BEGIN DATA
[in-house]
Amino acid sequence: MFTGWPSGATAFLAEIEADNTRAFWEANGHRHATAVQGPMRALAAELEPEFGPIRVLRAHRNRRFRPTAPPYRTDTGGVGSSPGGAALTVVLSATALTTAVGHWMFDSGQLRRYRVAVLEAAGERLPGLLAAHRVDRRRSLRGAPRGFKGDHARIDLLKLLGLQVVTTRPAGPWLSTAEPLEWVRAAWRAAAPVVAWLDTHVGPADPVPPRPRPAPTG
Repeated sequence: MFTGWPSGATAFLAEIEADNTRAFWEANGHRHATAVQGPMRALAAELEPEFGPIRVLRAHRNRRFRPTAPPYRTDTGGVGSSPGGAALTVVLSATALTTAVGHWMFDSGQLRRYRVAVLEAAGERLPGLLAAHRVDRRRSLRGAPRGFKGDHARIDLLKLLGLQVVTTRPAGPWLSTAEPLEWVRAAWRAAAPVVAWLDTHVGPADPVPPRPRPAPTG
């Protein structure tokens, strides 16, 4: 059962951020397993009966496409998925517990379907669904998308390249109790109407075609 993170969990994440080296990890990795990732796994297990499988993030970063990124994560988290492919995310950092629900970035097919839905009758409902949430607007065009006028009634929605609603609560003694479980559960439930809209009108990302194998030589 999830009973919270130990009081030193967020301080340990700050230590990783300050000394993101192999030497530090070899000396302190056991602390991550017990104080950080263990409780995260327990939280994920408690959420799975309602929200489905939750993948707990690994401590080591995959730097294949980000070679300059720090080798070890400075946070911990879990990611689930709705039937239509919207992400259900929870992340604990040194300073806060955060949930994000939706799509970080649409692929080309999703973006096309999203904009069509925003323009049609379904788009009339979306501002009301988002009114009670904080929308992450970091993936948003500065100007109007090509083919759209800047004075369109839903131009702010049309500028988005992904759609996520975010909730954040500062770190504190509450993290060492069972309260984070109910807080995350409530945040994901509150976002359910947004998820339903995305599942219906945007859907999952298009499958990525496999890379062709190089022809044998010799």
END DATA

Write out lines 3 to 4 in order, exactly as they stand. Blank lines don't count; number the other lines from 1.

Repeated sequence: MFTGWPSGATAFLAEIEADNTRAFWEANGHRHATAVQGPMRALAAELEPEFGPIRVLRAHRNRRFRPTAPPYRTDTGGVGSSPGGAALTVVLSATALTTAVGHWMFDSGQLRRYRVAVLEAAGERLPGLLAAHRVDRRRSLRGAPRGFKGDHARIDLLKLLGLQVVTTRPAGPWLSTAEPLEWVRAAWRAAAPVVAWLDTHVGPADPVPPRPRPAPTG
């Protein structure tokens, strides 16, 4: 059962951020397993009966496409998925517990379907669904998308390249109790109407075609 993170969990994440080296990890990795990732796994297990499988993030970063990124994560988290492919995310950092629900970035097919839905009758409902949430607007065009006028009634929605609603609560003694479980559960439930809209009108990302194998030589 999830009973919270130990009081030193967020301080340990700050230590990783300050000394993101192999030497530090070899000396302190056991602390991550017990104080950080263990409780995260327990939280994920408690959420799975309602929200489905939750993948707990690994401590080591995959730097294949980000070679300059720090080798070890400075946070911990879990990611689930709705039937239509919207992400259900929870992340604990040194300073806060955060949930994000939706799509970080649409692929080309999703973006096309999203904009069509925003323009049609379904788009009339979306501002009301988002009114009670904080929308992450970091993936948003500065100007109007090509083919759209800047004075369109839903131009702010049309500028988005992904759609996520975010909730954040500062770190504190509450993290060492069972309260984070109910807080995350409530945040994901509150976002359910947004998820339903995305599942219906945007859907999952298009499958990525496999890379062709190089022809044998010799």